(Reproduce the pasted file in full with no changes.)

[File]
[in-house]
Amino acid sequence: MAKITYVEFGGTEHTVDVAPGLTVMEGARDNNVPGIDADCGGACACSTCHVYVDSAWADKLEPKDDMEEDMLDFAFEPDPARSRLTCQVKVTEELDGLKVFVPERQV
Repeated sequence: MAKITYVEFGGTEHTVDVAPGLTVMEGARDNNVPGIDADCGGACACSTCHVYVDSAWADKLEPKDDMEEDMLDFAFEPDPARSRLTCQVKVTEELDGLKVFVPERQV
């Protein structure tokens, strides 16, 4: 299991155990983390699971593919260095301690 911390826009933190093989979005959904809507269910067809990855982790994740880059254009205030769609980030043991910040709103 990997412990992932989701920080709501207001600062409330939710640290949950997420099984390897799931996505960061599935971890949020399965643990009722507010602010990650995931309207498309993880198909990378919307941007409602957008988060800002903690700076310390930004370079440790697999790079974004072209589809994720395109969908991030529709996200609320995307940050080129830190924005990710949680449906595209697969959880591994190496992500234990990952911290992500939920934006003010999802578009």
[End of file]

[in-house]
Amino acid sequence: MAKITYVEFGGTEHTVDVAPGLTVMEGARDNNVPGIDADCGGACACSTCHVYVDSAWADKLEPKDDMEEDMLDFAFEPDPARSRLTCQVKVTEELDGLKVFVPERQV
Repeated sequence: MAKITYVEFGGTEHTVDVAPGLTVMEGARDNNVPGIDADCGGACACSTCHVYVDSAWADKLEPKDDMEEDMLDFAFEPDPARSRLTCQVKVTEELDGLKVFVPERQV
């Protein structure tokens, strides 16, 4: 299991155990983390699971593919260095301690 911390826009933190093989979005959904809507269910067809990855982790994740880059254009205030769609980030043991910040709103 990997412990992932989701920080709501207001600062409330939710640290949950997420099984390897799931996505960061599935971890949020399965643990009722507010602010990650995931309207498309993880198909990378919307941007409602957008988060800002903690700076310390930004370079440790697999790079974004072209589809994720395109969908991030529709996200609320995307940050080129830190924005990710949680449906595209697969959880591994190496992500234990990952911290992500939920934006003010999802578009």